He may have liked the Beatles and owned their records. He knew what records WERE… and would have been trying to explain them to his grand children eventually. He experienced the amazing transformation of our world, from records, to eight tracks, to floppy disks, to CD’s and DVD’s. He went from Pong to surfing the ‘net.
He was probably in the first classes that experienced true desegregation. He sadly watched as Martin Luther King and Robert Kennedy were shot. He watched the news coverage of the riots at Kent State.
He would have watched the evacuation of the embassy in Vietnam. He may have had friends with older brothers in ‘Nam. He may, as I did, know of a brother who never came back, and others that came back as changed men. Then he probably asked himself: WHY.
He watched a man walk on the moon for the first time. He watched astronauts soar into space, some dying in the attempt. He watched as the Challenger flew its brief flight. He watched a space station be built, and then fall to the earth, and another space station be started.
He experienced a boy’s life with the freedom our children do not have anymore. He might have gotten a BB gun for Christmas one year, or a ray gun or a water pistol. He might have been a cowboy for Halloween one year, and routinely have worn his six shooter, loaded with caps. And just when he was old enough to go out by himself on Halloween, to hit the good neighborhoods for candy, it changed forever because of a poisoned pixie stick.
“Just be home for dinner before darkness falls”, our mothers would have told us. “Wash up well before coming to the table, and YES you DO have to use soap.” We watched the Wonderful World of Disney on Sunday night. You could go to a movie and get drinks and some popcorn for under $2.00, and we could go there alone. Our world was smaller, but we explored it a little more one on one than is possible today. Our bikes could take us anywhere. Just get home before dark…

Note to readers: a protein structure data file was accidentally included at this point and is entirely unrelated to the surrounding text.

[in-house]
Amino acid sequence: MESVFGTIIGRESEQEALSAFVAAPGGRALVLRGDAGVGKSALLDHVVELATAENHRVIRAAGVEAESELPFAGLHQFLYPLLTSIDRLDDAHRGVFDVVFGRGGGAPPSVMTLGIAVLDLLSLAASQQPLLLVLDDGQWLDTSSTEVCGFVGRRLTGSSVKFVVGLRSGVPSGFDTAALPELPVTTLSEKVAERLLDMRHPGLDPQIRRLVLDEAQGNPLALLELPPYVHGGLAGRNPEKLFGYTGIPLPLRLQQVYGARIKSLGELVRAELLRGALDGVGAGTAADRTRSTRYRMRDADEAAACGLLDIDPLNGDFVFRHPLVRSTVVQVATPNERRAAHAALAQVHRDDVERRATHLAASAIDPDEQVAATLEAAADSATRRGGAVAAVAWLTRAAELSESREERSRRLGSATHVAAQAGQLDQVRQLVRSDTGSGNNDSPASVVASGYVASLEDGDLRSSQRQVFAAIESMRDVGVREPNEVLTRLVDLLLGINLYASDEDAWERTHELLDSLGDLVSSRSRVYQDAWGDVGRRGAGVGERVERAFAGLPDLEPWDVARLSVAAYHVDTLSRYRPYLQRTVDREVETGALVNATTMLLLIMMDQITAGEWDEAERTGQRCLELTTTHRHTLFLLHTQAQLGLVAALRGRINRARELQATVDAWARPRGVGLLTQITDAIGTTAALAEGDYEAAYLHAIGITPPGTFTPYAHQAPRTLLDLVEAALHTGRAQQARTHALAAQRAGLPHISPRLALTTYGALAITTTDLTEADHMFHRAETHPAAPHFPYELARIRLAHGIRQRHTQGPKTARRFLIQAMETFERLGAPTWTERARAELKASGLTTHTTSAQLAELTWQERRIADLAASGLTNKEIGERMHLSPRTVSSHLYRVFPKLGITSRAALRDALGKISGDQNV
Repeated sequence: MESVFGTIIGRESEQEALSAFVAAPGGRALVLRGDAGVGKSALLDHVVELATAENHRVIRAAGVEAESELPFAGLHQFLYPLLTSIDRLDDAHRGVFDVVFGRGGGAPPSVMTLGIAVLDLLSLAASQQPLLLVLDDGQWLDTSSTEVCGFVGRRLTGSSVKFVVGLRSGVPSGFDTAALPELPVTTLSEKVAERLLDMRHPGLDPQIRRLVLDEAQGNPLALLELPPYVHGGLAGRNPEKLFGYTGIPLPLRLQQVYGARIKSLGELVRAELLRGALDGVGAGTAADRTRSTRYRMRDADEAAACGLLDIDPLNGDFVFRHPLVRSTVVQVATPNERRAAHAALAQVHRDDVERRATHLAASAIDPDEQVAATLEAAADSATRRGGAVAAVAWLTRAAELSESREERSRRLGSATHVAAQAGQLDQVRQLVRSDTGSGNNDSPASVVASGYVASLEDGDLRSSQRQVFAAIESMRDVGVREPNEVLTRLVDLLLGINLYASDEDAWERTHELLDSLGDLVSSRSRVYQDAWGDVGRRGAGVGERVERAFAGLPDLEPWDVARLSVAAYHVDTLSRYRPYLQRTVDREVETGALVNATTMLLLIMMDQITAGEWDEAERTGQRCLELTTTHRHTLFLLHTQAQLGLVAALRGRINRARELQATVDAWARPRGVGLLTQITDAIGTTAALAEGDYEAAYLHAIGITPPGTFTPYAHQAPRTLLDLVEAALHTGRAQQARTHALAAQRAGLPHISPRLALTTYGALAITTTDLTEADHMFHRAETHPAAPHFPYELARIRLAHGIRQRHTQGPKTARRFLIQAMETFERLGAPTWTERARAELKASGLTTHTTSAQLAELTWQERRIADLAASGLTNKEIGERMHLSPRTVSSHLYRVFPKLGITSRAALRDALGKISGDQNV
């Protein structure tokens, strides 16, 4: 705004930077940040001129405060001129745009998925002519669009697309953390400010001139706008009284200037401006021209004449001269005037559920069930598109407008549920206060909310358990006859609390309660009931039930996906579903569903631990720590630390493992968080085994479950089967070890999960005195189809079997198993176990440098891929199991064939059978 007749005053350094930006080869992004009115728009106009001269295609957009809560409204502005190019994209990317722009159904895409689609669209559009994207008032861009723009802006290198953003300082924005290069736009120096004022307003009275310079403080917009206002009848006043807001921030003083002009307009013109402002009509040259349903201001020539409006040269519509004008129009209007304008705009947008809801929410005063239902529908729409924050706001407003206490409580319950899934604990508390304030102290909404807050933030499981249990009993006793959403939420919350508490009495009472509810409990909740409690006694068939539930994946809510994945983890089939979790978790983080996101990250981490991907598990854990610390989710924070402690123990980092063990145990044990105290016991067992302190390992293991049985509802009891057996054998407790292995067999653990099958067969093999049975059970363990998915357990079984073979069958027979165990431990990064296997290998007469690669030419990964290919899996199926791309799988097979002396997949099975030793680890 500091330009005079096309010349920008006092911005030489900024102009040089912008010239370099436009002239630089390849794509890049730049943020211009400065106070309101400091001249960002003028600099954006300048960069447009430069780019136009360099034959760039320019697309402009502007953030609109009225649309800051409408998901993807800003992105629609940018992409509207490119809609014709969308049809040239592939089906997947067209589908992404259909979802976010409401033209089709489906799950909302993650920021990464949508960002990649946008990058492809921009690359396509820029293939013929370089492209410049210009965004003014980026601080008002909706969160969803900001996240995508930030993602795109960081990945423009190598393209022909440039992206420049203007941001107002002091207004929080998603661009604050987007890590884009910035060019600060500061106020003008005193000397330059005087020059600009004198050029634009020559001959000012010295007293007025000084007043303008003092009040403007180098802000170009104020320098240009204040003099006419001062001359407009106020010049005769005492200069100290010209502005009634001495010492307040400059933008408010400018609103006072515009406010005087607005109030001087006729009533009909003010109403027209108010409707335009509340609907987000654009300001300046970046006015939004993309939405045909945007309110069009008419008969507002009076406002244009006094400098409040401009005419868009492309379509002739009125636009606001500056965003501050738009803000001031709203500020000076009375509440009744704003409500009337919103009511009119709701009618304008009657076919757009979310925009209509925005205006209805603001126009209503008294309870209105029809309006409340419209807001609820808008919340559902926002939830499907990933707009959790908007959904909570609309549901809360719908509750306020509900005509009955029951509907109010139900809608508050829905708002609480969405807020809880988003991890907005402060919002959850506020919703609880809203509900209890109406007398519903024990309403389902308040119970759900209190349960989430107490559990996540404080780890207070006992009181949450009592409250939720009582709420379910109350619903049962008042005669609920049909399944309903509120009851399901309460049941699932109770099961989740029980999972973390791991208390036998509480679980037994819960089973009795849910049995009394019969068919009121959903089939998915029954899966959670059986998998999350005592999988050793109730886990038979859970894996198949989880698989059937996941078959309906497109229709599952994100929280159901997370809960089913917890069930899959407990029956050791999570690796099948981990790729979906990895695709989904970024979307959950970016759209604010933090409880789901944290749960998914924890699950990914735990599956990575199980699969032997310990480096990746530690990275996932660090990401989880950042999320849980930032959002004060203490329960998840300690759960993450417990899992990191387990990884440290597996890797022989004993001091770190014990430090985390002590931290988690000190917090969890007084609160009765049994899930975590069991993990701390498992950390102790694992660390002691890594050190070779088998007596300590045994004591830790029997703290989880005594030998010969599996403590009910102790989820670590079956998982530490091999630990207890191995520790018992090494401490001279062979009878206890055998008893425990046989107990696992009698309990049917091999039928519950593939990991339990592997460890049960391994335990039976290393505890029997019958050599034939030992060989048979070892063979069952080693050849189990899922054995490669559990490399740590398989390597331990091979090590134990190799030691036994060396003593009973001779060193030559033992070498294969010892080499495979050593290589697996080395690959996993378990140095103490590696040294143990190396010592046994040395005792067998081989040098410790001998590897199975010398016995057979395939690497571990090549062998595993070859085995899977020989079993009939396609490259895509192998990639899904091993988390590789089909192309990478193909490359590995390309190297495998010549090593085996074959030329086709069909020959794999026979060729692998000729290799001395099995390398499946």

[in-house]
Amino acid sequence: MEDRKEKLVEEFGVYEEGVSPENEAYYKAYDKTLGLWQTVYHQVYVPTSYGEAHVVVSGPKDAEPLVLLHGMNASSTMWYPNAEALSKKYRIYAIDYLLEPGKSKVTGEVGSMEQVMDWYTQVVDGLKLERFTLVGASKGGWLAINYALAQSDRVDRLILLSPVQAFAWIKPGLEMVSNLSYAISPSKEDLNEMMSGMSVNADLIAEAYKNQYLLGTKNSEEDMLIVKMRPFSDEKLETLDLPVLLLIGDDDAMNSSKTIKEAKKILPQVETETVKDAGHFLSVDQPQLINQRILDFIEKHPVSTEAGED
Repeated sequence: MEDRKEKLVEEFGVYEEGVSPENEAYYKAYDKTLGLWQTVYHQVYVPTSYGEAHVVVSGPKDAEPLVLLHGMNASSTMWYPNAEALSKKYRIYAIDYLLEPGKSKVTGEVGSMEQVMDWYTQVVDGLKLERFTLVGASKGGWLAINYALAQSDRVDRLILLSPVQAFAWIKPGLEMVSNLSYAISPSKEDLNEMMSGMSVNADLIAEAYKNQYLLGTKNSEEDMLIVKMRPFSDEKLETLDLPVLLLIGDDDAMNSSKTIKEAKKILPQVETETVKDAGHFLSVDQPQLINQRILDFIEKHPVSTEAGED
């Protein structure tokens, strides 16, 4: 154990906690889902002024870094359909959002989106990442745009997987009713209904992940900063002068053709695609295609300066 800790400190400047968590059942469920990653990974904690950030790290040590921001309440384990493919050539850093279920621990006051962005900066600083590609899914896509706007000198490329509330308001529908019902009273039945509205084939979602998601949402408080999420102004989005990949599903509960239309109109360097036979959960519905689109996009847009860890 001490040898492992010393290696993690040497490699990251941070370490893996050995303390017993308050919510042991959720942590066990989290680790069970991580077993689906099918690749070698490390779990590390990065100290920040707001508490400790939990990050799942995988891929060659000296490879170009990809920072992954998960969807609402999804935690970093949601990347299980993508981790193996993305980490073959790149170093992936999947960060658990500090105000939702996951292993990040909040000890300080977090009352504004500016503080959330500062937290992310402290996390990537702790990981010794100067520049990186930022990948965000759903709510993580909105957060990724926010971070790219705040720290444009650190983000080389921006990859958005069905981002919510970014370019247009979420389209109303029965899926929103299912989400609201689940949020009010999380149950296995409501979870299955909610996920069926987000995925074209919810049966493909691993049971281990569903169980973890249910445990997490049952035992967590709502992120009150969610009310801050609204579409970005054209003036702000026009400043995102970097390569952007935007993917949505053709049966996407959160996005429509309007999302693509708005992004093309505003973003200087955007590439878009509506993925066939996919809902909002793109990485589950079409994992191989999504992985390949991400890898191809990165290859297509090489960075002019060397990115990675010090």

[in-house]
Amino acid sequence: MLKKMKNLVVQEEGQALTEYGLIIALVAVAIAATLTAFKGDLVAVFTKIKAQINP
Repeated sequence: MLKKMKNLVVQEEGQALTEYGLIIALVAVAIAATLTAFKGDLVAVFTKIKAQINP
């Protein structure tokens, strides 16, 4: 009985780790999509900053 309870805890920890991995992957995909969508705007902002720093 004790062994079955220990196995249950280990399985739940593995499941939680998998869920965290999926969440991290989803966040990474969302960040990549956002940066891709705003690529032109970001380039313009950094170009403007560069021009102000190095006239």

After college he got a job and a wife and family. He lived in Fairfield, Connecticut and must have had a lovely home. The commute was long and he may not have made it home before dark every day, but I’m sure he was glad to get there at last.
He left for work one day on a beautifully sunny, clear day. He was a Stock Trader for Cantor Fitzgerald, who occupied the 101st to the 105th floors of the North Tower. The view must have been breathtaking from his floor, the 104th. The day was so clear, the sky so blue. I’d venture to guess that he and his colleagues probably remarked on the nice weather, and clear air.
And then darkness fell, and he left this Earthly home. He was 42 years old. He will live on in the memories of his family and our minds forever as a 42 year old. His hair will never grey. He’ll never age. He’ll never walk a daughter down an aisle. He’ll never smile at the sight of a son and his bride. He’ll never be the fun uncle to his nephews and nieces. There will never be a time when his particular place in his family will be filled. There will always be a face missing from the family photos.
He is survived by his wife Debra, daughters Chelsea and Stephanie, and son Andrew; parents Charles and Marie McCarthy; four sisters; Kathleen Sullivan and her husband, Richard; Karen Toomey and her husband, Kevin; Maureen Baumgartel and her husband, Scott; Mary Ellen Rice and her husband, Tim; one brother, Charles Jr. and his wife, Deborah; and 9 nieces and nephews as of September 11, 2001.
And be cause of that place he left, he is an important man. Please, instead of Speaking, Thinking or Feeling angry about the end of his life, Stop. Think, hmmm no make that: Ponder about the beauty of the world around you. Study it well and Smile. Celebrate his lives, both the Earthly one and the Eternal One.
As Red Skelton would have said: “And May God Bless”.
Friday, September 08, 2006
I've been taking a lot of pictures lately, but haven't had time to post them. Besides, ever since our little spat with the telephone company our DSL hasn't been flowing at it's usual lightning speed.
So, since it's about 3 am, the pictures will finally load.
Let the critters commence.
As I've mentioned before, a lot of Nature has been goin' on in our little garden. Good thing the fern protects the G rating this blog generally sports.
The result of some of this nature is an abundance of tadpoles. I feed them, as they'd be eating the fish food anyway. This way, I'll get more of these: (sorry for the picture quality...them things hop along faster than you'd think and they're about the size of your little toes toenail).